• This visual shows a portion of the poster designed for Kolkata screenings of the film ‘The Little Girls We Were . . . And the Women We Are’. The poster text says: “RAHI Foundation presents ‘The Little Girls We Were . . . And the Women We Are’ – Five Indian women survivors of incest and child sexual abuse share their journey from abuse to recovery. A poignant blend of personal testimonies, information and expert comments, this film gives the message of hope and recovery to survivors.” The text is accompanied with two visuals from the film. One of them shows a woman writing something in a diary – the camera is behind her and we can see the back of her head, neck and shoulders. There is a tattoo with stars and some text painted on the back of her neck. The second visual shows a hand holding a piece of paper burning – there is writing on the paper, not fully visible but possibly talking about the sense of shame that victims of incest or child sexual abuse often feel. Poster visual courtesy RAHI Foundation
    Mar '18

    Little women versus patriarchy – and the winner is . . .

    By Pawan Dhall

    Morning newspapers are all about marvelling with horror at the survival challenges we as a deeply unequal society throw at our girls and women. And then I marvel some more...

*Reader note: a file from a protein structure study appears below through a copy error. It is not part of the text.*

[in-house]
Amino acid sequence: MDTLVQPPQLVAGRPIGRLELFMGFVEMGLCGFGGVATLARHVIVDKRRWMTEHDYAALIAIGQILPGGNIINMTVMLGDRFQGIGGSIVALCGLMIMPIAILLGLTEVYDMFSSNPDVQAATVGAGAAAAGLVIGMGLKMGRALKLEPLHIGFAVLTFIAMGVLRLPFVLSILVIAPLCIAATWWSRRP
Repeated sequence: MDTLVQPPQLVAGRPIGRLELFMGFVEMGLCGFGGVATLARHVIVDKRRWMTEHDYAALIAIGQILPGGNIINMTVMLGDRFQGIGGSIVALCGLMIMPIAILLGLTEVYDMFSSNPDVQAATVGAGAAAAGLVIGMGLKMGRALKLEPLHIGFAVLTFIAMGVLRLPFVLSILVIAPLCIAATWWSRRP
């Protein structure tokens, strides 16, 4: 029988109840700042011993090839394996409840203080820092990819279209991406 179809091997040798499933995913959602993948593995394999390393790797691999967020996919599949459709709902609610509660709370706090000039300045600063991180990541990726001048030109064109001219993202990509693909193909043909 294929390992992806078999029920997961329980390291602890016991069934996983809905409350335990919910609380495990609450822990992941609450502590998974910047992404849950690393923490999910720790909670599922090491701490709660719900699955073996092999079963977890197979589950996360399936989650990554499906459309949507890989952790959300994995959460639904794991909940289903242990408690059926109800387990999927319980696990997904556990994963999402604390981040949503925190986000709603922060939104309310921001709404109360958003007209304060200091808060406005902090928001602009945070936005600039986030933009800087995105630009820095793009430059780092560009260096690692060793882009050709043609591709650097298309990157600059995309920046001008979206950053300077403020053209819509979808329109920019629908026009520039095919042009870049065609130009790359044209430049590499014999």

• This is a graphic abstraction of a garden of leaves, flowers, tendrils and small plants. To the inside of a rectangular frame with thick black borders can be seen an assortment of flora in shades of black, grey and light yellow along all four sides of the frame. In the centre is an open space sprayed with small light blue spheres, some slightly bigger and some very tiny, while others seem to have exploded into a cloudburst of dots – in a way symbolizing the dissipation of life into thin air, no longer there but still present in the form of the flora shown around the frame. This graphic was created with Windows Microsoft Paint software. Graphic credit: Pawan Dhall